Web 1.0 was pioneered by a computer scientist at European researcher CERN named Timothy Berners-Lee. This early Internet was mostly composed of web pages joined together by hyperlinks. These websites had very limited functionality without significant interaction from users. Although much growth was needed, Web 1.0 created a gateway for businesses, individuals and governments to consume and occasionally post content. At the beginning, there were not many content creators, and most internet users were consumers looking for information. Individual webpages were made of static pages hosted on web servers run by an internet service provider (ISP) otherwise known as browsers. The first version of a browsing service was Netscape.

Web 2.0 (The Rise of Apps)

Around 10 years after the dawn of the web, the term Web 2.0 started to be thrown around as content consumers were encouraged to become content creators. Web 2.0 does not refer to any specific technical upgrades, but a shift in how the Internet is used. Rather than taking a passive approach with Web 1.0 by simply viewing, Web 2.0 provided an environment where more users could become active participants. This didn’t just mean more content and information, but interactive utility as well.

Innovations in the Web 2.0 era allowed individuals to publish articles and write comments, advertise, and have the ability to create accounts on different sites. The exponential growth of Web 2.0 has direct correlation to the innovation of mobile internet access and social networks, as well as the introduction to powerful mobile devices like iPhone and Android. These developments led to “The Rise of Apps” that greatly expanded online interactivity and utility. WordPress and Squarespace are some examples of apps that were created to enable self-publishing websites, and social media platforms like Facebook (Meta), Instagram, and YouTube opened up unlimited possibilities.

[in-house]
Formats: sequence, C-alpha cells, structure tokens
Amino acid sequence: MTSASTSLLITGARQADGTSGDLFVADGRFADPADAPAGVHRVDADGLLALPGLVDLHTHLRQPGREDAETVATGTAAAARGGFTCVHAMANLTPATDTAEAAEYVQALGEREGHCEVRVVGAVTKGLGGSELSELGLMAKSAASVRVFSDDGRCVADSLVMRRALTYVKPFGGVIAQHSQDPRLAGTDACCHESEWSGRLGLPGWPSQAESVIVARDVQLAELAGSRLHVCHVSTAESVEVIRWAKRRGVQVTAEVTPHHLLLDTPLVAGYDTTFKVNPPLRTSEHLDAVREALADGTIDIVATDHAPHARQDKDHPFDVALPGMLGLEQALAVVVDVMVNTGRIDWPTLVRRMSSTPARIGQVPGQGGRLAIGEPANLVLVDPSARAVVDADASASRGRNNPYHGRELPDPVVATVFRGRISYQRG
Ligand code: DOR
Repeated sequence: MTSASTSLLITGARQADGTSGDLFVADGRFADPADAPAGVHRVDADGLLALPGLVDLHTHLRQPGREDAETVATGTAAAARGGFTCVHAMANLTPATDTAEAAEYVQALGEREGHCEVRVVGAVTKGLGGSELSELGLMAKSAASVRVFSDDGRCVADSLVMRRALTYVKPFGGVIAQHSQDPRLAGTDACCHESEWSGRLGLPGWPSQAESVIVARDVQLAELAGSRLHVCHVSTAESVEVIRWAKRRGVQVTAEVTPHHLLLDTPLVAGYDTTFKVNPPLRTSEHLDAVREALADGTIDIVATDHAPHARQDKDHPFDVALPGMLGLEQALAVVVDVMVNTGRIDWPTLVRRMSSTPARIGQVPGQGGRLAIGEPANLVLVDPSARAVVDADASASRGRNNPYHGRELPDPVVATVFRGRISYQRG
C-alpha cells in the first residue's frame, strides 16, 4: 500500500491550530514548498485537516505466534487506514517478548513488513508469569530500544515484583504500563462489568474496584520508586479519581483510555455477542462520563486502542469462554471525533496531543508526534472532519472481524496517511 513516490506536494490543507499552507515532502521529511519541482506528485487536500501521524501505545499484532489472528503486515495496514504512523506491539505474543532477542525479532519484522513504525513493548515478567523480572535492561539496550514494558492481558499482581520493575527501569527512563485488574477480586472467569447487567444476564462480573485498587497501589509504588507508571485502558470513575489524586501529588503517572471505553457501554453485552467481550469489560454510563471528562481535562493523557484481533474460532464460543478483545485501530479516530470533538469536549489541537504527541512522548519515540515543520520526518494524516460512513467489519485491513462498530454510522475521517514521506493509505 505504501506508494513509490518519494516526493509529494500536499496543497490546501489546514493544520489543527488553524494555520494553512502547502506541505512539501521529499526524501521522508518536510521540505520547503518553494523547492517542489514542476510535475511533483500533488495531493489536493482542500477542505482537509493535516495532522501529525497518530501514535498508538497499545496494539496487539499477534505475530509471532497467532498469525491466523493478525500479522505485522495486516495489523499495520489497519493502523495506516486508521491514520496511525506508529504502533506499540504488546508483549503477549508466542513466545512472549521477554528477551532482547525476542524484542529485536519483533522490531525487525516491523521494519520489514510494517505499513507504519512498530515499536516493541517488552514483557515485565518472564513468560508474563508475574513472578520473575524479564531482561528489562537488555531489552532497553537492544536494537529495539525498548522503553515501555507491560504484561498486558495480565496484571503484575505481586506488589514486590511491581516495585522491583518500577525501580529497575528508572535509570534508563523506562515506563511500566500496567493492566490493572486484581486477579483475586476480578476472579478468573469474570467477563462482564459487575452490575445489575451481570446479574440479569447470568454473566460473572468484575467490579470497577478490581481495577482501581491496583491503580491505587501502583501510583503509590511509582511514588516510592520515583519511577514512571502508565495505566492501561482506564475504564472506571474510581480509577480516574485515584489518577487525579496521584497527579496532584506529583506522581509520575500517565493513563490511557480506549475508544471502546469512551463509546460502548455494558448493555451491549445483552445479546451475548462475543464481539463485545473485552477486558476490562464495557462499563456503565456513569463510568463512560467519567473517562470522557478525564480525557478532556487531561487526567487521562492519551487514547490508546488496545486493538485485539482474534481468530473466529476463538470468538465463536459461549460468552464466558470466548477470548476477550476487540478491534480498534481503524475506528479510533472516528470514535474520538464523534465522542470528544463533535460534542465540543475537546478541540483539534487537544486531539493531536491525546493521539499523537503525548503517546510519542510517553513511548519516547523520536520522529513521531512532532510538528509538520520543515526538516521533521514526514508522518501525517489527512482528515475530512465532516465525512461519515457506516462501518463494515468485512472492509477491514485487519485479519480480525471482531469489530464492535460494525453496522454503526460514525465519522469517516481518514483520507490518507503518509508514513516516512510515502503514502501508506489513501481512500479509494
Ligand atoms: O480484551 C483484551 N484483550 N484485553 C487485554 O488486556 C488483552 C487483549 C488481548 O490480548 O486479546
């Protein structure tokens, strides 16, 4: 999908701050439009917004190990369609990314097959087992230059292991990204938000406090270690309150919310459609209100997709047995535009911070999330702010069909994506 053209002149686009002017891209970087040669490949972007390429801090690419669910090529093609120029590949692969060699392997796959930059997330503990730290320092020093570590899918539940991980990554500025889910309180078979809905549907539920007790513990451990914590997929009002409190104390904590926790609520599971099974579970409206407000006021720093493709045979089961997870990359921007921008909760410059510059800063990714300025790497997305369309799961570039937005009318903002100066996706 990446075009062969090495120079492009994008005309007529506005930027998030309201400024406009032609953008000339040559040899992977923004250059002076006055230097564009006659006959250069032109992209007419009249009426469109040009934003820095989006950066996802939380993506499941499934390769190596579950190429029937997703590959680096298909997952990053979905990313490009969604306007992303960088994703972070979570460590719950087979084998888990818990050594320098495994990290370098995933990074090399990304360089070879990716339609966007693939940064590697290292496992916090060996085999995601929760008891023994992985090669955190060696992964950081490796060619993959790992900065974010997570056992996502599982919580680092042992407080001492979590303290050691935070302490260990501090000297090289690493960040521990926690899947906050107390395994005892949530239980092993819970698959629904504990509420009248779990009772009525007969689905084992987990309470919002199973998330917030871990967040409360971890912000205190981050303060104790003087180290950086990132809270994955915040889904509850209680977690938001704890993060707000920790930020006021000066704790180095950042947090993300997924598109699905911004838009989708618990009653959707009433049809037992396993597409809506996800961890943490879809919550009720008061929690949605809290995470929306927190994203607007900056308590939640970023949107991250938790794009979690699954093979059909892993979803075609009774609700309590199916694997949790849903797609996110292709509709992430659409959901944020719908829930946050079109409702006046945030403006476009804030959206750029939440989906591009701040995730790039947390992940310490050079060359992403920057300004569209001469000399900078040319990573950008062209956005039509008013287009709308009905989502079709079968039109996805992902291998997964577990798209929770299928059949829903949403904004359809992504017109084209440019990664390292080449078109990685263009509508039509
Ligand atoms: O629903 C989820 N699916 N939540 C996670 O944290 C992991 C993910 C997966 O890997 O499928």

The Internet we know and love, still in the Web 2.0 stage, maximized our human collaboration reach by giving us access to all corners of the world and a new way of doing business. But, since  most internet service providers are controlled by tech giants like Google, Microsoft, Amazon, and Facebook (Meta), we still see limitations. Because of this, people of the internet have little control over how their data is used. Many allegations say that these companies also suppress freedom of speech and exploit their data for profit. They pretty much decide what can and can’t be said. This brought us to the idea of a decentralized web, or in other words, Web 3.0.

Web 3.0 (The Internet of Tomorrow)

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Web 3.0 represents the next iteration of the internet and in many ways, makes a return to Burners-Lee’s original idea of the semantic web, where no permission is needed from a central authority, and you get to control the data you put out and see. With Web 3.0,humans, machines and businesses will be able to trade value, information and work with global counterparties they don’t know or explicitly trust yet, without an intermediary.

Still in a very early stage, Web 3.0 has the ambition to become a verifiable, trust-less, self-governing, permission-less system that has built in payment incentives using cryptocurrency. Web 3.0 also introduces human like AI that runs smart programs to assist users.